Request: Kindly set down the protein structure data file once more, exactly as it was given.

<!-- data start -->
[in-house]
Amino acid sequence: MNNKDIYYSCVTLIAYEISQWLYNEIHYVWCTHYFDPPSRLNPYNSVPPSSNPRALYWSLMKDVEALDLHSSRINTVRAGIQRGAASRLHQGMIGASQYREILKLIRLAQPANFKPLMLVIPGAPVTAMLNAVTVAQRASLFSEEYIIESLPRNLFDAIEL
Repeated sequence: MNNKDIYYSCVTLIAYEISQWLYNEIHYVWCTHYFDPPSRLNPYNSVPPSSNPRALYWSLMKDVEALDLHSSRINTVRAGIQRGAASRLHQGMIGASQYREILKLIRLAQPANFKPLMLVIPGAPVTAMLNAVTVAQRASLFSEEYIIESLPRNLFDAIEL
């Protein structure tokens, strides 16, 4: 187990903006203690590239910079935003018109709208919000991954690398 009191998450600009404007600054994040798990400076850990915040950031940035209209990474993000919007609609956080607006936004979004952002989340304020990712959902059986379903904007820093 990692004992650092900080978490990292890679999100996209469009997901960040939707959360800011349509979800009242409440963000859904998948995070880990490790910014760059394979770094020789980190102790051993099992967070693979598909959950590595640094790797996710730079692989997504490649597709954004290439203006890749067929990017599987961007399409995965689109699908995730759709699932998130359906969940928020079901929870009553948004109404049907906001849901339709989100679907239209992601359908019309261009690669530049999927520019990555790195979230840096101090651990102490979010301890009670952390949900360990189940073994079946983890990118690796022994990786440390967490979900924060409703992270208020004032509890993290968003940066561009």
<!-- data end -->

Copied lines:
[in-house]
Amino acid sequence: MNNKDIYYSCVTLIAYEISQWLYNEIHYVWCTHYFDPPSRLNPYNSVPPSSNPRALYWSLMKDVEALDLHSSRINTVRAGIQRGAASRLHQGMIGASQYREILKLIRLAQPANFKPLMLVIPGAPVTAMLNAVTVAQRASLFSEEYIIESLPRNLFDAIEL
Repeated sequence: MNNKDIYYSCVTLIAYEISQWLYNEIHYVWCTHYFDPPSRLNPYNSVPPSSNPRALYWSLMKDVEALDLHSSRINTVRAGIQRGAASRLHQGMIGASQYREILKLIRLAQPANFKPLMLVIPGAPVTAMLNAVTVAQRASLFSEEYIIESLPRNLFDAIEL
């Protein structure tokens, strides 16, 4: 187990903006203690590239910079935003018109709208919000991954690398 009191998450600009404007600054994040798990400076850990915040950031940035209209990474993000919007609609956080607006936004979004952002989340304020990712959902059986379903904007820093 990692004992650092900080978490990292890679999100996209469009997901960040939707959360800011349509979800009242409440963000859904998948995070880990490790910014760059394979770094020789980190102790051993099992967070693979598909959950590595640094790797996710730079692989997504490649597709954004290439203006890749067929990017599987961007399409995965689109699908995730759709699932998130359906969940928020079901929870009553948004109404049907906001849901339709989100679907239209992601359908019309261009690669530049999927520019990555790195979230840096101090651990102490979010301890009670952390949900360990189940073994079946983890990118690796022994990786440390967490979900924060409703992270208020004032509890993290968003940066561009």